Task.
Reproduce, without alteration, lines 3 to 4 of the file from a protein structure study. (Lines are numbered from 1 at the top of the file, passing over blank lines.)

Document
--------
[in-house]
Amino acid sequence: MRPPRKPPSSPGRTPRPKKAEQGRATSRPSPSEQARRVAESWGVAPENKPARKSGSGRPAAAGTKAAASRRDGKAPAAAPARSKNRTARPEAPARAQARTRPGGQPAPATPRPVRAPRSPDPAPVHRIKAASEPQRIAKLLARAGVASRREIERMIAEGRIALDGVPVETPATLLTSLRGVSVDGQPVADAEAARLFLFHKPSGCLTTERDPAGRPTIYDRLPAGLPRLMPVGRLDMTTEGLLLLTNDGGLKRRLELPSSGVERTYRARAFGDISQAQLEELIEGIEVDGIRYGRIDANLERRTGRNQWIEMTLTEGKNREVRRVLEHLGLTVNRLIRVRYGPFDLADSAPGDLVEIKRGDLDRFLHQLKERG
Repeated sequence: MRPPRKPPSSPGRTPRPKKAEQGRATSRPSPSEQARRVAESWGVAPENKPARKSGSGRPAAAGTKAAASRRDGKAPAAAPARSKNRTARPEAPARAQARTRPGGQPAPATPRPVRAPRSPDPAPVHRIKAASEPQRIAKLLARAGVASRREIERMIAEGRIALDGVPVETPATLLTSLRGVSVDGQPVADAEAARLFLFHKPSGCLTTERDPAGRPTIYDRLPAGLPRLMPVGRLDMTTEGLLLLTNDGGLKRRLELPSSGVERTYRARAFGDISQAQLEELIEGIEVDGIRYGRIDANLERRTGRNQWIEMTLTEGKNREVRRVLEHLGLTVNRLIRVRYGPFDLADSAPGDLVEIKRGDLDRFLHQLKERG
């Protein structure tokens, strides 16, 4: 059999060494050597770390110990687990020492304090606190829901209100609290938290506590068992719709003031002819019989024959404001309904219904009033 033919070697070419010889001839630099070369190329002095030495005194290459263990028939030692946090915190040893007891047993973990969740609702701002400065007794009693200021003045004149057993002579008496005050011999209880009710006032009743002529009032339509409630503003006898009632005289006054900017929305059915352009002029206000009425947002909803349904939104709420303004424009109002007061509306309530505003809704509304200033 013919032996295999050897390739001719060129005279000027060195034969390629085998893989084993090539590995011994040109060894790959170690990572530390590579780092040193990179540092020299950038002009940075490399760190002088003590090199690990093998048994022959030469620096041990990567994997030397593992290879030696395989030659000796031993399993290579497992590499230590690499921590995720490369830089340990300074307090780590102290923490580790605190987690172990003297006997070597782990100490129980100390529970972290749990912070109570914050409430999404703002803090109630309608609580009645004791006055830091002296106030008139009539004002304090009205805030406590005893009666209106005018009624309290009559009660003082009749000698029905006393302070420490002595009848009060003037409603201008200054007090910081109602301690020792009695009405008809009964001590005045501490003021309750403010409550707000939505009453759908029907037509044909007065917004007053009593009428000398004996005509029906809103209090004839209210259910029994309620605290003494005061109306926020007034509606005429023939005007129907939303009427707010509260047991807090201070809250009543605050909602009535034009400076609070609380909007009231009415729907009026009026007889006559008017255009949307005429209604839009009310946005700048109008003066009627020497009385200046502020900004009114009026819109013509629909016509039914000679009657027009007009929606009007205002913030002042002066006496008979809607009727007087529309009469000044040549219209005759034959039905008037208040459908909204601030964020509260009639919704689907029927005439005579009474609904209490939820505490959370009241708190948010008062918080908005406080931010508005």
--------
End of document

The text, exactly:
Repeated sequence: MRPPRKPPSSPGRTPRPKKAEQGRATSRPSPSEQARRVAESWGVAPENKPARKSGSGRPAAAGTKAAASRRDGKAPAAAPARSKNRTARPEAPARAQARTRPGGQPAPATPRPVRAPRSPDPAPVHRIKAASEPQRIAKLLARAGVASRREIERMIAEGRIALDGVPVETPATLLTSLRGVSVDGQPVADAEAARLFLFHKPSGCLTTERDPAGRPTIYDRLPAGLPRLMPVGRLDMTTEGLLLLTNDGGLKRRLELPSSGVERTYRARAFGDISQAQLEELIEGIEVDGIRYGRIDANLERRTGRNQWIEMTLTEGKNREVRRVLEHLGLTVNRLIRVRYGPFDLADSAPGDLVEIKRGDLDRFLHQLKERG
């Protein structure tokens, strides 16, 4: 059999060494050597770390110990687990020492304090606190829901209100609290938290506590068992719709003031002819019989024959404001309904219904009033 033919070697070419010889001839630099070369190329002095030495005194290459263990028939030692946090915190040893007891047993973990969740609702701002400065007794009693200021003045004149057993002579008496005050011999209880009710006032009743002529009032339509409630503003006898009632005289006054900017929305059915352009002029206000009425947002909803349904939104709420303004424009109002007061509306309530505003809704509304200033 013919032996295999050897390739001719060129005279000027060195034969390629085998893989084993090539590995011994040109060894790959170690990572530390590579780092040193990179540092020299950038002009940075490399760190002088003590090199690990093998048994022959030469620096041990990567994997030397593992290879030696395989030659000796031993399993290579497992590499230590690499921590995720490369830089340990300074307090780590102290923490580790605190987690172990003297006997070597782990100490129980100390529970972290749990912070109570914050409430999404703002803090109630309608609580009645004791006055830091002296106030008139009539004002304090009205805030406590005893009666209106005018009624309290009559009660003082009749000698029905006393302070420490002595009848009060003037409603201008200054007090910081109602301690020792009695009405008809009964001590005045501490003021309750403010409550707000939505009453759908029907037509044909007065917004007053009593009428000398004996005509029906809103209090004839209210259910029994309620605290003494005061109306926020007034509606005429023939005007129907939303009427707010509260047991807090201070809250009543605050909602009535034009400076609070609380909007009231009415729907009026009026007889006559008017255009949307005429209604839009009310946005700048109008003066009627020497009385200046502020900004009114009026819109013509629909016509039914000679009657027009007009929606009007205002913030002042002066006496008979809607009727007087529309009469000044040549219209005759034959039905008037208040459908909204601030964020509260009639919704689907029927005439005579009474609904209490939820505490959370009241708190948010008062918080908005406080931010508005």